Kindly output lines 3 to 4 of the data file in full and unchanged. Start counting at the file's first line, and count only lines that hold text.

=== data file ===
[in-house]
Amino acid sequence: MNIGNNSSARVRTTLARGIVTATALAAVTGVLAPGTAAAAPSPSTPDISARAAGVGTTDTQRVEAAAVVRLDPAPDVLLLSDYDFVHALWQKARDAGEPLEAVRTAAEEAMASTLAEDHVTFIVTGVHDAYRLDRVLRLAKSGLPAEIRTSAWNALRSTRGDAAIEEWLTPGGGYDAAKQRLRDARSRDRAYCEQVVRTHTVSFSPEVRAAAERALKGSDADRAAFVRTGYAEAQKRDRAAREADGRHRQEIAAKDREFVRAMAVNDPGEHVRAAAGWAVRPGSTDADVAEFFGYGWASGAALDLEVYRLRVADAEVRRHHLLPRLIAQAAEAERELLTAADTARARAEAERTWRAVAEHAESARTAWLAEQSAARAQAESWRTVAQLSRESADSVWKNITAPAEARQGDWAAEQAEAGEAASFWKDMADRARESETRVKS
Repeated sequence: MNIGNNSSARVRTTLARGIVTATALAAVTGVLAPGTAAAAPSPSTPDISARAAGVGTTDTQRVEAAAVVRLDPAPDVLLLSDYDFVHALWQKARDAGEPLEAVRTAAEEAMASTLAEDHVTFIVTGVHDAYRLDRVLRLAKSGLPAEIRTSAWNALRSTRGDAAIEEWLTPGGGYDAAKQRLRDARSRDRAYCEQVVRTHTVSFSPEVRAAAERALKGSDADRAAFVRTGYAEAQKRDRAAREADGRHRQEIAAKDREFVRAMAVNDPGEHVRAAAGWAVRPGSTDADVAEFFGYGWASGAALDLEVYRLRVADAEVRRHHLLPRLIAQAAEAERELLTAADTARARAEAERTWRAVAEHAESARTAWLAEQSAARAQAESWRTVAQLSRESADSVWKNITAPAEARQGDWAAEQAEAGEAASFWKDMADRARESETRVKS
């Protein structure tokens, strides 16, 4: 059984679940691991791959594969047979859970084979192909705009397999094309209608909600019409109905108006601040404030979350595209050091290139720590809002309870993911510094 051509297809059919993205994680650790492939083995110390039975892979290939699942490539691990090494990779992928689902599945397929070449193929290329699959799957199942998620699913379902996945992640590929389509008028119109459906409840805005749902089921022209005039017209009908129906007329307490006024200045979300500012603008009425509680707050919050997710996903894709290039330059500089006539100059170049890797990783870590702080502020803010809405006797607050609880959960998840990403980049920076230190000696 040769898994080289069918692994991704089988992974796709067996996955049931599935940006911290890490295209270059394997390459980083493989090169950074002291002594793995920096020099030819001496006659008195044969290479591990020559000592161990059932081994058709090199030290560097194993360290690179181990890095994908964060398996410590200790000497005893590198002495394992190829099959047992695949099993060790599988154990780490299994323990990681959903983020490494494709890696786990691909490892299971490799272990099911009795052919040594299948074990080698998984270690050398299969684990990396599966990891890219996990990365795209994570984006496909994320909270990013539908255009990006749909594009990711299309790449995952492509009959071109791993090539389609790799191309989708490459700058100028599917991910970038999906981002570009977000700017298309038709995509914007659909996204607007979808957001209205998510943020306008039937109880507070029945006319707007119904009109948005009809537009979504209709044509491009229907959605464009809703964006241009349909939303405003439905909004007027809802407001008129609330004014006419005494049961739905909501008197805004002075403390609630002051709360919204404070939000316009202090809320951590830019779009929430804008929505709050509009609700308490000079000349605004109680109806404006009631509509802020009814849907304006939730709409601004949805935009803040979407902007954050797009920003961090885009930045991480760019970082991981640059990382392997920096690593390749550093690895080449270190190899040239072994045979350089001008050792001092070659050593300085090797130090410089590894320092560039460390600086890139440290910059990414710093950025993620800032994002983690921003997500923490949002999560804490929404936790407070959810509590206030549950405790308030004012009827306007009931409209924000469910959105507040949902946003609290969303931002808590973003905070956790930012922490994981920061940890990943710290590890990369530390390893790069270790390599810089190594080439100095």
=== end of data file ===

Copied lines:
Repeated sequence: MNIGNNSSARVRTTLARGIVTATALAAVTGVLAPGTAAAAPSPSTPDISARAAGVGTTDTQRVEAAAVVRLDPAPDVLLLSDYDFVHALWQKARDAGEPLEAVRTAAEEAMASTLAEDHVTFIVTGVHDAYRLDRVLRLAKSGLPAEIRTSAWNALRSTRGDAAIEEWLTPGGGYDAAKQRLRDARSRDRAYCEQVVRTHTVSFSPEVRAAAERALKGSDADRAAFVRTGYAEAQKRDRAAREADGRHRQEIAAKDREFVRAMAVNDPGEHVRAAAGWAVRPGSTDADVAEFFGYGWASGAALDLEVYRLRVADAEVRRHHLLPRLIAQAAEAERELLTAADTARARAEAERTWRAVAEHAESARTAWLAEQSAARAQAESWRTVAQLSRESADSVWKNITAPAEARQGDWAAEQAEAGEAASFWKDMADRARESETRVKS
């Protein structure tokens, strides 16, 4: 059984679940691991791959594969047979859970084979192909705009397999094309209608909600019409109905108006601040404030979350595209050091290139720590809002309870993911510094 051509297809059919993205994680650790492939083995110390039975892979290939699942490539691990090494990779992928689902599945397929070449193929290329699959799957199942998620699913379902996945992640590929389509008028119109459906409840805005749902089921022209005039017209009908129906007329307490006024200045979300500012603008009425509680707050919050997710996903894709290039330059500089006539100059170049890797990783870590702080502020803010809405006797607050609880959960998840990403980049920076230190000696 040769898994080289069918692994991704089988992974796709067996996955049931599935940006911290890490295209270059394997390459980083493989090169950074002291002594793995920096020099030819001496006659008195044969290479591990020559000592161990059932081994058709090199030290560097194993360290690179181990890095994908964060398996410590200790000497005893590198002495394992190829099959047992695949099993060790599988154990780490299994323990990681959903983020490494494709890696786990691909490892299971490799272990099911009795052919040594299948074990080698998984270690050398299969684990990396599966990891890219996990990365795209994570984006496909994320909270990013539908255009990006749909594009990711299309790449995952492509009959071109791993090539389609790799191309989708490459700058100028599917991910970038999906981002570009977000700017298309038709995509914007659909996204607007979808957001209205998510943020306008039937109880507070029945006319707007119904009109948005009809537009979504209709044509491009229907959605464009809703964006241009349909939303405003439905909004007027809802407001008129609330004014006419005494049961739905909501008197805004002075403390609630002051709360919204404070939000316009202090809320951590830019779009929430804008929505709050509009609700308490000079000349605004109680109806404006009631509509802020009814849907304006939730709409601004949805935009803040979407902007954050797009920003961090885009930045991480760019970082991981640059990382392997920096690593390749550093690895080449270190190899040239072994045979350089001008050792001092070659050593300085090797130090410089590894320092560039460390600086890139440290910059990414710093950025993620800032994002983690921003997500923490949002999560804490929404936790407070959810509590206030549950405790308030004012009827306007009931409209924000469910959105507040949902946003609290969303931002808590973003905070956790930012922490994981920061940890990943710290590890990369530390390893790069270790390599810089190594080439100095």